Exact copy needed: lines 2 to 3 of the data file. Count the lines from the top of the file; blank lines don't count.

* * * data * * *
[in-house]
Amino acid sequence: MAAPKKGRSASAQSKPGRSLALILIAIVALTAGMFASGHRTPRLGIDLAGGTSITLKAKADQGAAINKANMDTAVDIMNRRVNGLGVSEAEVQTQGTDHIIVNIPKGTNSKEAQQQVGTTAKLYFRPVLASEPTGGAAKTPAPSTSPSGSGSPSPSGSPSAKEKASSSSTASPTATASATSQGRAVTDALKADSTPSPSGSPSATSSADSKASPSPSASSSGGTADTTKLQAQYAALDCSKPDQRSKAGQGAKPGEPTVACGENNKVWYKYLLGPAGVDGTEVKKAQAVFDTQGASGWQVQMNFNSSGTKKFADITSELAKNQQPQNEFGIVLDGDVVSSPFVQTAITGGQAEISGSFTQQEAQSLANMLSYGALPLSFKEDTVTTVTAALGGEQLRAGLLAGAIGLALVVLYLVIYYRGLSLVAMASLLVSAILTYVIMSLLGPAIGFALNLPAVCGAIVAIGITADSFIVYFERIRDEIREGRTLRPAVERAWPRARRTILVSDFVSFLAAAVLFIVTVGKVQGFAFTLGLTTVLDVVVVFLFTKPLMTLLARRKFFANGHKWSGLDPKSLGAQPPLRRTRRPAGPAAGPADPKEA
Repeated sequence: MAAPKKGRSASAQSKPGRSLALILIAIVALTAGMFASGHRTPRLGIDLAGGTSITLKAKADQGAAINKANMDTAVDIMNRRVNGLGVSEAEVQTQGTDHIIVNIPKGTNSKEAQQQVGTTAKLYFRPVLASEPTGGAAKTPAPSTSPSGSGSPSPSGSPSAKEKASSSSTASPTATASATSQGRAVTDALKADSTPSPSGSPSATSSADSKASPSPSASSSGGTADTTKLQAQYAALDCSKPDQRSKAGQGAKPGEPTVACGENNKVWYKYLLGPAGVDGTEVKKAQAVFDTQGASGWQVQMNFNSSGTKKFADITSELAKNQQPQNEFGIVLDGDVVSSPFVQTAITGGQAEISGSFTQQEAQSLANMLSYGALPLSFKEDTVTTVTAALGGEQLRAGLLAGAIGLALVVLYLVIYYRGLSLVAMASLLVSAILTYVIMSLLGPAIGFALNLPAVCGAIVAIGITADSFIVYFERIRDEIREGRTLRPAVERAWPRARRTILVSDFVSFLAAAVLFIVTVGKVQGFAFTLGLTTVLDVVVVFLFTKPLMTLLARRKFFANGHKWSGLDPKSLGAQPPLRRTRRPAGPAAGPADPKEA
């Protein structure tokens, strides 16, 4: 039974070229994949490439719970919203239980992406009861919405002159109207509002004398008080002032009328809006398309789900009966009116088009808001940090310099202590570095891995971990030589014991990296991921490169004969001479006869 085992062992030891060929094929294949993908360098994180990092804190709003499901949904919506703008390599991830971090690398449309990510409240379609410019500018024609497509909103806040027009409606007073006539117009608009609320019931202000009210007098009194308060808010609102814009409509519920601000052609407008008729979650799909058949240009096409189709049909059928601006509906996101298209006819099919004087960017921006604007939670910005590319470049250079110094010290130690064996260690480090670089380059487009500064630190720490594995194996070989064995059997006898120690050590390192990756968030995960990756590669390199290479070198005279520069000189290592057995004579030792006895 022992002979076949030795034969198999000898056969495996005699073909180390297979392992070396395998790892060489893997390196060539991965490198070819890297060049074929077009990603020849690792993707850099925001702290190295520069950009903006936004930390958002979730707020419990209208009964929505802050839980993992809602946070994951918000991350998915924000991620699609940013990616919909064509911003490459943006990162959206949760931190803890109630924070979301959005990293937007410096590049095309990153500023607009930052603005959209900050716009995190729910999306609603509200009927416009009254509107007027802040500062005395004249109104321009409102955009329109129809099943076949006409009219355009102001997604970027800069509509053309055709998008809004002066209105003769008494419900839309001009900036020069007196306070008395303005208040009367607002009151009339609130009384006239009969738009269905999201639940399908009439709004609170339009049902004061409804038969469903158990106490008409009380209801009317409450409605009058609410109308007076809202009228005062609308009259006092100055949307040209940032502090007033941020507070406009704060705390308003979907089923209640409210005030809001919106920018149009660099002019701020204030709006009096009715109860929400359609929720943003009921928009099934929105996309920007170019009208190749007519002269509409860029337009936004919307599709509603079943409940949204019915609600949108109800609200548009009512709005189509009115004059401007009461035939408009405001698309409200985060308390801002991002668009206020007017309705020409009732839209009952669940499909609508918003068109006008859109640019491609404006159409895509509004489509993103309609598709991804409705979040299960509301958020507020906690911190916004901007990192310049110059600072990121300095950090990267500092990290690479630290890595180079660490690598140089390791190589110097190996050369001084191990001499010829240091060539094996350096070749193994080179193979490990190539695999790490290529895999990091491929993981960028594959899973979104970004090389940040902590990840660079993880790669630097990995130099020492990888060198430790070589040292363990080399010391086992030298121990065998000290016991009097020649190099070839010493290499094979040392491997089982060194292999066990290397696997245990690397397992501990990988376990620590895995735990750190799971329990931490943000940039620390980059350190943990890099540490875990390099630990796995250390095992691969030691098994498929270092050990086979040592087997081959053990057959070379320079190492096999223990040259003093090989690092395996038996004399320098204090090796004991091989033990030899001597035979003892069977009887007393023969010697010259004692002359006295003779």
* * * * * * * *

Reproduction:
Amino acid sequence: MAAPKKGRSASAQSKPGRSLALILIAIVALTAGMFASGHRTPRLGIDLAGGTSITLKAKADQGAAINKANMDTAVDIMNRRVNGLGVSEAEVQTQGTDHIIVNIPKGTNSKEAQQQVGTTAKLYFRPVLASEPTGGAAKTPAPSTSPSGSGSPSPSGSPSAKEKASSSSTASPTATASATSQGRAVTDALKADSTPSPSGSPSATSSADSKASPSPSASSSGGTADTTKLQAQYAALDCSKPDQRSKAGQGAKPGEPTVACGENNKVWYKYLLGPAGVDGTEVKKAQAVFDTQGASGWQVQMNFNSSGTKKFADITSELAKNQQPQNEFGIVLDGDVVSSPFVQTAITGGQAEISGSFTQQEAQSLANMLSYGALPLSFKEDTVTTVTAALGGEQLRAGLLAGAIGLALVVLYLVIYYRGLSLVAMASLLVSAILTYVIMSLLGPAIGFALNLPAVCGAIVAIGITADSFIVYFERIRDEIREGRTLRPAVERAWPRARRTILVSDFVSFLAAAVLFIVTVGKVQGFAFTLGLTTVLDVVVVFLFTKPLMTLLARRKFFANGHKWSGLDPKSLGAQPPLRRTRRPAGPAAGPADPKEA
Repeated sequence: MAAPKKGRSASAQSKPGRSLALILIAIVALTAGMFASGHRTPRLGIDLAGGTSITLKAKADQGAAINKANMDTAVDIMNRRVNGLGVSEAEVQTQGTDHIIVNIPKGTNSKEAQQQVGTTAKLYFRPVLASEPTGGAAKTPAPSTSPSGSGSPSPSGSPSAKEKASSSSTASPTATASATSQGRAVTDALKADSTPSPSGSPSATSSADSKASPSPSASSSGGTADTTKLQAQYAALDCSKPDQRSKAGQGAKPGEPTVACGENNKVWYKYLLGPAGVDGTEVKKAQAVFDTQGASGWQVQMNFNSSGTKKFADITSELAKNQQPQNEFGIVLDGDVVSSPFVQTAITGGQAEISGSFTQQEAQSLANMLSYGALPLSFKEDTVTTVTAALGGEQLRAGLLAGAIGLALVVLYLVIYYRGLSLVAMASLLVSAILTYVIMSLLGPAIGFALNLPAVCGAIVAIGITADSFIVYFERIRDEIREGRTLRPAVERAWPRARRTILVSDFVSFLAAAVLFIVTVGKVQGFAFTLGLTTVLDVVVVFLFTKPLMTLLARRKFFANGHKWSGLDPKSLGAQPPLRRTRRPAGPAAGPADPKEA